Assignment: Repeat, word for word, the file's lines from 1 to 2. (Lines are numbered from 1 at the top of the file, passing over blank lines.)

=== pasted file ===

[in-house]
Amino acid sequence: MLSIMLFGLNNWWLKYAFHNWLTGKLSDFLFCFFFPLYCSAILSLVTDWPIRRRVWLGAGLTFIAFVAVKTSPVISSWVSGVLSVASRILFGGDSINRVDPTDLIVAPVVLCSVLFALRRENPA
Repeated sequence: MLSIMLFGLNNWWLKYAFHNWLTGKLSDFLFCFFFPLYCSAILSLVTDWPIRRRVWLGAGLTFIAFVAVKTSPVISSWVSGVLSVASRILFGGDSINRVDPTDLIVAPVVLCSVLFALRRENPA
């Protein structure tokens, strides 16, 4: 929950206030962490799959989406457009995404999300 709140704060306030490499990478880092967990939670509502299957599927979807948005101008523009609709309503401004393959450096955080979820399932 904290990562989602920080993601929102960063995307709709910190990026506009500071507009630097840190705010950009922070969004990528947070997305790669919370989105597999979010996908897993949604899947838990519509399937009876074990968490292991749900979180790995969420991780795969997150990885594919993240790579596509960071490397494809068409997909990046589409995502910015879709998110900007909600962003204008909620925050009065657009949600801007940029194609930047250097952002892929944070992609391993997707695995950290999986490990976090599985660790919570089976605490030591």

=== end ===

[in-house]
Amino acid sequence: MLSIMLFGLNNWWLKYAFHNWLTGKLSDFLFCFFFPLYCSAILSLVTDWPIRRRVWLGAGLTFIAFVAVKTSPVISSWVSGVLSVASRILFGGDSINRVDPTDLIVAPVVLCSVLFALRRENPA